I’m the first to admit that I’m not a natural home worker. A day or two here and there is fine for me, but prolonged periods of time like the ones we’re being asked to observe at the moment is a struggle for both myself and many others. And whilst lots has been written about how to be productive working from home, I thought I’d share my experience of what helps me maintain a healthy mind and body.
Get out into nature
As with any other animals, humans tend to thrive in large open spaces, so being boxed into the same four walls every day can start to take its toll.
After a week of working from home, I recently I went for a hike in the peak district and instantly felt like a weight had been lifted from my shoulders. And whilst recent government restrictions mean that this may not be possible moving forward, I’m still going to look at getting out where I can. Whether it being a walk through the local park, having breakfast in the garden or simply opening the window and having a good stare at the birds outside.
Use your face to touch base
The more someone is on their own, the more it changes their personality. Working from home for prolonged periods can lead to feelings of isolation. Making sure you maintain interactions with friends, as well as colleagues during the day, is really important.
Before you pick up the phone, consider giving them a video call instead. Renowned psychologist at the University of Oxford, Robin Dustman, suggests that face to face interactions are better for your wellbeing as you talk longer, laugh more and feel better after, compared to just a phone call or text message. And whilst face to face might not be possible now, amazingly these results extend into interactions done over video calls!
Try to keep active and eat healthy
There is a wealth of studies that demonstrate a clear link between maintaining an active lifestyle and mental health. With gym’s closed and access to outdoor spaces restricted, many are turning to fitness apps and YouTube for their classes.
Joe Wicks recently launched his 9am homework out live streams and the Yoga with Adriene YouTube channel recently tripled it’s daily views to 1.5million! With such a range of activities and workouts, there’s plenty of things to try, all from the relaxing environment of your own home.
The other key to physical wellbeing is diet. Maintaining a healthy diet with a good mix of fruit, veg and grains should keep you full and topped up with the vitamins and minerals that help you stay fit and healthy. I appreciate this can be easier said than done. In writing this, I’ve demolished a pack of chocolate biscuits.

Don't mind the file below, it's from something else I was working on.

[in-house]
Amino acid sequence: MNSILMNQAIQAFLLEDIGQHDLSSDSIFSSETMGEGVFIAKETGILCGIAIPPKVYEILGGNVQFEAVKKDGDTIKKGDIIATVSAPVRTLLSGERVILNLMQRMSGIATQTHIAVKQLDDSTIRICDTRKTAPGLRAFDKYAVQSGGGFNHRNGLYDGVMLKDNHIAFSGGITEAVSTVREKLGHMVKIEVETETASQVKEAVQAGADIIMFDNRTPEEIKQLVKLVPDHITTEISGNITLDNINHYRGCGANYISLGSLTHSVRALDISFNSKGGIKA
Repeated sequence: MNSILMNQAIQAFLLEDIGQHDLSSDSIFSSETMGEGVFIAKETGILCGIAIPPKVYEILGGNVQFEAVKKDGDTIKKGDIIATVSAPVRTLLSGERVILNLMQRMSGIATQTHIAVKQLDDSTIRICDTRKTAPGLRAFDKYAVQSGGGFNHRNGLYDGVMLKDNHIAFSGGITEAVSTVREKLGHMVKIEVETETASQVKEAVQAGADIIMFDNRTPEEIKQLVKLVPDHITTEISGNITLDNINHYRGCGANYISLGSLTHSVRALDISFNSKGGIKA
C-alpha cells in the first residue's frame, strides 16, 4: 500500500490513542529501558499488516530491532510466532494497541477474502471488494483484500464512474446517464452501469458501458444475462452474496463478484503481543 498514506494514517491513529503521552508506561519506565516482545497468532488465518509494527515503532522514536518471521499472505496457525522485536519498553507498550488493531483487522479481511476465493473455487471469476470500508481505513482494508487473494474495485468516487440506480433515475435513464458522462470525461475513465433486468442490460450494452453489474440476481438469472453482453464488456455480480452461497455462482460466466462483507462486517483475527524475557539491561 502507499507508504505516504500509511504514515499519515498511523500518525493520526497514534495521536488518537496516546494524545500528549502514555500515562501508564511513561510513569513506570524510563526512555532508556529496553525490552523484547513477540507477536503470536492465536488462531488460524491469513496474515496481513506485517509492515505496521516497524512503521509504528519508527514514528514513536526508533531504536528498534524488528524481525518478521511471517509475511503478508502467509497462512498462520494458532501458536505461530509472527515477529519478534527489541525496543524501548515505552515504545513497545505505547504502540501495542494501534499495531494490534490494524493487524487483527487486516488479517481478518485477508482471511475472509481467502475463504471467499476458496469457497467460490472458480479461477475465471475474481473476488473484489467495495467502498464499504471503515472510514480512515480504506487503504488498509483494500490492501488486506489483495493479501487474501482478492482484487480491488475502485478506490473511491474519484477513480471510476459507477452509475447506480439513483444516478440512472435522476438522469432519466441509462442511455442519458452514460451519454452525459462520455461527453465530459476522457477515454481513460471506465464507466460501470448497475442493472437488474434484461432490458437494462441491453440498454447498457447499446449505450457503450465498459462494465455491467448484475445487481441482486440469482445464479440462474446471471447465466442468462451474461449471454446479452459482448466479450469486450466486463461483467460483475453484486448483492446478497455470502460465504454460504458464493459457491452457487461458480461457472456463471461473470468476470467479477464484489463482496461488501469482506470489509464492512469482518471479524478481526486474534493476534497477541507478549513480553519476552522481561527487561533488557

Make plans for the evening
When working from home, I often find the line between work and home becomes blurred, meaning I often spend time working extra hours without taking much downtime.
One way to get around this is to have things planned in for the evening. And whilst options are limited for what you can do at present (wave goodbye to that gym) it doesn’t mean you have to simply park yourself in front of Netflix. Arrange a video call with your friend, set out to cook a specific meal or just box off some time to catch up with your favourite book. By making these plans, you’ll force yourself to down tools at a set time, avoiding working into the wee hours.
Recreate your commute
No need to literally stand for 30 minutes holding your shower rail, but using the time. No one likes their commute, but it does serve a purpose beyond simply getting you to and from the office. It acts as a mental transition between work and home life.
Making time for a quick walk around the block before and after work, meditating or a short blast of exercise will all help you make that switch so you can be more present in your evenings.
Remember you’re not in this on your own
At a time like this, it’s natural to feel anxious and worried, and if you already suffer from a mental health condition, you may find this further amplifies things. Just remember that no one is an island and we are all in this together. The mental health charity Mind are on hand to help deal with some of the anxieties you may be experiencing and have lot’s of resources and tips to pull from.
Turn off, tune out, drop in
It sounds simple, but turning off devices you don’t need and getting away from news sources benefits you in many ways. It stops you from getting distracted but also supplies a welcome break from some of the doom and gloom happening around us.
I’m not suggesting that you turn off completely. But glueing yourself to a news website is only going to lead to your anxiety. Set some time aside once a day to get the latest updates, so you don’t feel overwhelmed by information.
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